DON'T CALL ME NIGGER, WHITEY; DON'T CALL ME WHITEY, NIGGER
Barry Bonds caused a bit of a stir when he dissed Babe Ruth a few weeks ago. Of course, it's hard to take Bonds' arguement too seriously--try pitching dude---but I did find his anger revealing. Bonds grew up watching his father go through a difficult time with the media--which was in part because of his blackness, and I'm sure he was aware of how much racism Aaron encountered when he broke Ruth's record. Ruth represented something sacred to white America, and many African Americans are sick of it. He also represents an era when black players weren't allowed to play with white players, hence the resentment.
It is ironic then, to consider some of the taunts that Ruth endured during his playing days. He was called a monkey and an ape, and according to R. Creamer's classic biography:
Beyond the simian insults were rougher epithets built around the word nigger. He was called nigger, nigger this, nigger that, all the vituperative changes on the theme that Jackie Robinson was to endure thirty years later. Ruth was called nigger so often that many people assumed he was indeed partly black and that at some point in time he, or an immediate ancestor, had managed to cross the color line. Even players in the Negro baseball leagues that flourished then believed this and generally wished the Babe, whom they considered a secret brother, well in his conquest of white baseball.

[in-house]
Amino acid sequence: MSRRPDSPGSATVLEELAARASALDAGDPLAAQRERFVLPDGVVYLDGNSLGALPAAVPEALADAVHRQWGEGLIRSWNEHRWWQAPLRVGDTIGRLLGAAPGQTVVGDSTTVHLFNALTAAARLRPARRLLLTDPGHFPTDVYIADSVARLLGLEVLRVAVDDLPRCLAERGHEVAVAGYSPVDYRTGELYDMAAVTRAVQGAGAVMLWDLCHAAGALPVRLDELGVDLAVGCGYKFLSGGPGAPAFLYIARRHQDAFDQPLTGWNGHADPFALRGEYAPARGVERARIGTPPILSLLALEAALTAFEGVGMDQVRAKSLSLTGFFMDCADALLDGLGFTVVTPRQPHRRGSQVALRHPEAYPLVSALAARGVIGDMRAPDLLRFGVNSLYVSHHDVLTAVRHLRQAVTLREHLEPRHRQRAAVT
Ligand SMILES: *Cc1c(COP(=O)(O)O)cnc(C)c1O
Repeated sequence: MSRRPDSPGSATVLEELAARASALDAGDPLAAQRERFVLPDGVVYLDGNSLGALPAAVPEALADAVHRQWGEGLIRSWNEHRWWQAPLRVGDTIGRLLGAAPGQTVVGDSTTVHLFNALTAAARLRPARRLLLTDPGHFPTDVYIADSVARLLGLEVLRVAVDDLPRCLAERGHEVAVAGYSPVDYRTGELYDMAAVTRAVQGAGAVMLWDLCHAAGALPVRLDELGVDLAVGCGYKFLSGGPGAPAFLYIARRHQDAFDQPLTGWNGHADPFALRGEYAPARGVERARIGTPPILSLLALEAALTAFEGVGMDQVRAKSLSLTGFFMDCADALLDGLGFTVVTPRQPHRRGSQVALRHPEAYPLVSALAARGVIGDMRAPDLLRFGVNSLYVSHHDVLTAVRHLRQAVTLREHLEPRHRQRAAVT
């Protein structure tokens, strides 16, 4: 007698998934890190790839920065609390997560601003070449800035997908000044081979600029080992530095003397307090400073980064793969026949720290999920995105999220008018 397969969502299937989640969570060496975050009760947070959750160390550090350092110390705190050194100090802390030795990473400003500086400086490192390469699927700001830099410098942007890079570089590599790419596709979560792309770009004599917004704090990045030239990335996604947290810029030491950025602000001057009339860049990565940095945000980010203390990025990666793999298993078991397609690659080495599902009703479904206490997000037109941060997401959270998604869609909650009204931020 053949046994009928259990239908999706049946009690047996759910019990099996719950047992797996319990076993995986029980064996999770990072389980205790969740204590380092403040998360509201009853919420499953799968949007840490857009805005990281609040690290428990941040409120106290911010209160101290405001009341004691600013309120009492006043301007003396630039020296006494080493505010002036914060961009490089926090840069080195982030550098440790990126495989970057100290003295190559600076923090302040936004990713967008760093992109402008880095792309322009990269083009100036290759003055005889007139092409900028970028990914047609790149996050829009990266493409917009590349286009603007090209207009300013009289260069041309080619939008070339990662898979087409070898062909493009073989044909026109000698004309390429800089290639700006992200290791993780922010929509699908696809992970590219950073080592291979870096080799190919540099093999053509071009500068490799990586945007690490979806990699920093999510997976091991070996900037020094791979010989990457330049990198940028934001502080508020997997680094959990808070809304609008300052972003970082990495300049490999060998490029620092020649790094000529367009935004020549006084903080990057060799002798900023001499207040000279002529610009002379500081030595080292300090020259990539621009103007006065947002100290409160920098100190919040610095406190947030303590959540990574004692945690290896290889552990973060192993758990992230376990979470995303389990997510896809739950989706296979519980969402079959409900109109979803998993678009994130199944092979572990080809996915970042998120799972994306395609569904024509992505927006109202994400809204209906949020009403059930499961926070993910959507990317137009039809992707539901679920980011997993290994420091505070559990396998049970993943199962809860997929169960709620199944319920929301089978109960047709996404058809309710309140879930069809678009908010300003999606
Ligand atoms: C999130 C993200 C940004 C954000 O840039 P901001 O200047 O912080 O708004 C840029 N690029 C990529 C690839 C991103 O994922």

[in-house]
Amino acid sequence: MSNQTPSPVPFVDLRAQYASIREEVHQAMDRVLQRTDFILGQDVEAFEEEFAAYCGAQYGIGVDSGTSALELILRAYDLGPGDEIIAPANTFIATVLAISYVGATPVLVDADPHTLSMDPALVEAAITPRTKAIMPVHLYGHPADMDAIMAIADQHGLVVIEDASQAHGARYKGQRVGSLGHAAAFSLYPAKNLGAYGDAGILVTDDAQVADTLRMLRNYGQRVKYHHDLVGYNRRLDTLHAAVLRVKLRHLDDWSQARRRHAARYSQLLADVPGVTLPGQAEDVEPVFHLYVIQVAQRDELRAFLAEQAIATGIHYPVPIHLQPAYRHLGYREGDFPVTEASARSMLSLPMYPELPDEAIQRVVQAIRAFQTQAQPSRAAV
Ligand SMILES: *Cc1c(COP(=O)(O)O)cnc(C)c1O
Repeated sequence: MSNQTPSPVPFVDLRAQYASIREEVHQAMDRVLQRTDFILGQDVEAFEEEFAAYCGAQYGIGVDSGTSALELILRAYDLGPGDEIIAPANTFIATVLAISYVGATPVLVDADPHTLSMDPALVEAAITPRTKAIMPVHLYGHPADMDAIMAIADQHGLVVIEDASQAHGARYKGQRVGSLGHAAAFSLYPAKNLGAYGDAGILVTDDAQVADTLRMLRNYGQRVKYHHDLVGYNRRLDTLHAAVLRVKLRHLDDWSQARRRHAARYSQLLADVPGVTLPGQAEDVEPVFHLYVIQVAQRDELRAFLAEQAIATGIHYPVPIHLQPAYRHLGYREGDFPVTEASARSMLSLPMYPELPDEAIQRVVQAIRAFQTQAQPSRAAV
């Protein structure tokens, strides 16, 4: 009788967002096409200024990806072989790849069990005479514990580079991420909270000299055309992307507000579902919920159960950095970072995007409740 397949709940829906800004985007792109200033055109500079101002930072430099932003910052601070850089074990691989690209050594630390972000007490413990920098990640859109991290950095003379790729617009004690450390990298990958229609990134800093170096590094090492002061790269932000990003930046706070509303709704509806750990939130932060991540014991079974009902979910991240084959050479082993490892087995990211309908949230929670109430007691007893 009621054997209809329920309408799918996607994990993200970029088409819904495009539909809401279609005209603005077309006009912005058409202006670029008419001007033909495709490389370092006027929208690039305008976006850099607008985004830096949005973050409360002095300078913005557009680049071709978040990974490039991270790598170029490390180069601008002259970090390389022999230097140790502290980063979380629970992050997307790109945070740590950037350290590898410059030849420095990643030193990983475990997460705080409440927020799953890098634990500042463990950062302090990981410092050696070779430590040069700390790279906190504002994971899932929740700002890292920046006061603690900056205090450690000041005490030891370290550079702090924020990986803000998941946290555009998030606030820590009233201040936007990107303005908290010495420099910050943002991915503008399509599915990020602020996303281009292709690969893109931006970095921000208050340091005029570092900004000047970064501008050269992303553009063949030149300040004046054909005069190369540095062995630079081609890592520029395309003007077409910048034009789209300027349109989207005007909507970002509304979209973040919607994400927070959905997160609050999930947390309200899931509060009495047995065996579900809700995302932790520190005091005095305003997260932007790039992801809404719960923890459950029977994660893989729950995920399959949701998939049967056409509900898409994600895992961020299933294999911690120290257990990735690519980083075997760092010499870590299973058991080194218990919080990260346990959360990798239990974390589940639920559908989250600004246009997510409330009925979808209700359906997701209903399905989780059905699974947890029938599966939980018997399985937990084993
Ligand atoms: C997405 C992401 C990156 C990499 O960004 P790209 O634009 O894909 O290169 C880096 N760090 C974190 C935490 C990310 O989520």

The subject of racism and sabermetrics has been a hot topic this week as well. Check out Mike C's great takes on the subject, as well as David Pinto's two-cents worth two. They link all the necessary articles to keep you up to date in Kansas City.